30-day e-tox
February 25, 2013 11:33 AM   Subscribe

going without smartphone & computer post-work for 30 days, and am mostly wondering... so, what do my fellow solo-dwellers DO in the evenings, if not internet-related? have you done this before/how did you stick with it?

i'm at a computer at work all day, and would like to spend 30 days without texting or the internets after 6pm, for a month, just to remember how it feels. i realize many people do this as a matter of course/out of necessity/otherwise, but trust that this would be a huge change to my evening routines.

rules of engagement so far: tv is ok (owned/rented/borrowed dvds), plans-related telephone calls ok, computer art (messing around with offline programs) is ok.

i'm busy most evenings with a sport i'm involved in, but i am really curious what other bachelor solo-living folks DO in the evenings! i am trying to compile a huge list of things to fill up my time (read magazines, dinner with pals, dates, write hand-written letters to folks, make art, go see music, elaborate meals, etc.) to make sure i see this 30-days through to the end.

if you have done this before, how did you stick with it?
posted by crawfo to Technology (31 answers total) 78 users marked this as a favorite
I'm not a solo dweller but I often read books (sometimes made of paper) in the evenings.
posted by rhymer at 11:41 AM on February 25, 2013 [9 favorites]

Go bowling
Go to the movies
Walk around town and see the sights.
Go Hiking
Visit the gym
Practice a skill you always wanted to learn.
Find a pool and go swimming.
posted by royalsong at 11:43 AM on February 25, 2013

How about reading books? I love reading and once you get into a book, you'll find your evenings flying by!

Also, now is a great time to do all that in-depth "spring cleaning". You can set aside two hours a night to really tackle cleaning something:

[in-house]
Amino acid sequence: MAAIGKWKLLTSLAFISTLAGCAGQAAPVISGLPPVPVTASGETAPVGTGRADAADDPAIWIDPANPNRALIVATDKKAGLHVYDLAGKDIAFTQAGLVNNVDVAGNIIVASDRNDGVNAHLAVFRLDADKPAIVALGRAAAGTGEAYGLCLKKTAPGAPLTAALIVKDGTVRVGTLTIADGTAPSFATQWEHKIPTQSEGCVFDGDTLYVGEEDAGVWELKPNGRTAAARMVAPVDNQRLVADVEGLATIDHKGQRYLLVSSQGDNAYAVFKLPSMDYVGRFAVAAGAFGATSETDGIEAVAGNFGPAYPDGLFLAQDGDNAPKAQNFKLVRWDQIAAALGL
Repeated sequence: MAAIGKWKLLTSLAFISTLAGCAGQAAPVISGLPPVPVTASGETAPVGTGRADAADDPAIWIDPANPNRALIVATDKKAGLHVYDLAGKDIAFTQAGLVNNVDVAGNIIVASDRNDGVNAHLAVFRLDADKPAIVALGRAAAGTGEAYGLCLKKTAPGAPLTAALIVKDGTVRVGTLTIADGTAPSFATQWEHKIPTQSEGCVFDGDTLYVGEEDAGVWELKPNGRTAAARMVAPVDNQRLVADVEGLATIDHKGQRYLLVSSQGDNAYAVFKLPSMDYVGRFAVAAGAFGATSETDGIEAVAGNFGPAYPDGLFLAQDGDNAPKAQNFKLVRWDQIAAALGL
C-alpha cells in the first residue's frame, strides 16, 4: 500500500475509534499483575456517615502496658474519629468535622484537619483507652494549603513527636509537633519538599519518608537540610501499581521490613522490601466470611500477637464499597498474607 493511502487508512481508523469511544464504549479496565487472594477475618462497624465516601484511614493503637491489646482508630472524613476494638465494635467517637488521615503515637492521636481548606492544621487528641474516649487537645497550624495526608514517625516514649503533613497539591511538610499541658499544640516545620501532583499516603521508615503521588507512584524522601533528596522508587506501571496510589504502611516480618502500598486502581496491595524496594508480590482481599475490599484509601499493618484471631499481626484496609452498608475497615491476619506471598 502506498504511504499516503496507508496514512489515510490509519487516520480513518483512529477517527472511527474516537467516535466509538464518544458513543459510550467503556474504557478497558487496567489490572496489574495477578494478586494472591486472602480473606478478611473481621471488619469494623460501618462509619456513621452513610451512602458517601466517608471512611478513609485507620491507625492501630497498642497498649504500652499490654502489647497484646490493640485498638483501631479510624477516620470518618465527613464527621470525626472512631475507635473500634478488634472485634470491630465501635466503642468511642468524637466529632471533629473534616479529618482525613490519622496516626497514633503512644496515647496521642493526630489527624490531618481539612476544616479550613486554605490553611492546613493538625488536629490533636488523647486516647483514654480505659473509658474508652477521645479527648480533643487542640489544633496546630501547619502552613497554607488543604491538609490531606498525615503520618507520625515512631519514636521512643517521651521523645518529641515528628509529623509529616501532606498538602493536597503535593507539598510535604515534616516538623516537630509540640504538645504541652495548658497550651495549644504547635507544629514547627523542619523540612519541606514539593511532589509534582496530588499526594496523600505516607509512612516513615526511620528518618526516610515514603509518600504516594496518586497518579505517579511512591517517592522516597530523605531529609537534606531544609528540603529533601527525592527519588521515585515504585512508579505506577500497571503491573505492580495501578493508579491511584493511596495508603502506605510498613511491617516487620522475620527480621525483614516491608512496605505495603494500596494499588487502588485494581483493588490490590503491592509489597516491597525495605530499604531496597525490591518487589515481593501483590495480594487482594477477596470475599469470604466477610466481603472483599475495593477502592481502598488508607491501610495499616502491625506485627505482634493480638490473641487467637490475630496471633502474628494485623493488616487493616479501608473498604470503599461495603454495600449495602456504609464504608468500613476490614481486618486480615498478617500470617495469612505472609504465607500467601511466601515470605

The Fridge
The stove/oven
Fibber McGee's Closet
The baseboards
The Pantry
Clean the windows.


Another thing you can do is go through everything in your wardrobe. Get rid of stuff you don't wear. Replace your underwear. Shop for a few new pieces to smarten things up.

Take a class. Learning Annex, Conversational Spanish, Indonesian cooking, something fun. You'll learn things AND meet new people.

Pub Trivia!

Workout more in the gym. Take walks, now that the weather is getting better (unless you're in the Northeast in which case...sorry.)

Trust me, I rarely hang out on the internet in the evenings. That's my day job. At night, I'm Renaissance Woman!
posted by Ruthless Bunny at 11:43 AM on February 25, 2013 [3 favorites]

I'm a solo dweller (at the moment) and I read books, periodicals that interest me, try out new recipes, and hang out with family and friends.
posted by AngryLlama at 11:43 AM on February 25, 2013 [1 favorite]

+1 books!
posted by rabbitrabbit at 11:43 AM on February 25, 2013 [2 favorites]

I just got internet at my "new" house, 10 months after I moved in.

Since tv / movies are OK, find something you like to do with your hands. Me, I knit while I watch TV. Other things could include ironing & folding laundry, some kind of woodworking (learn to whittle!), draw, paint, walk a treadmill, ride a stationary bike or just sit and watch with a cat / dog / animal on your lap.

I also got through a ton of pleasure reading books, about 1 a day at my peak. (If you care about housework like I don't, ymmv).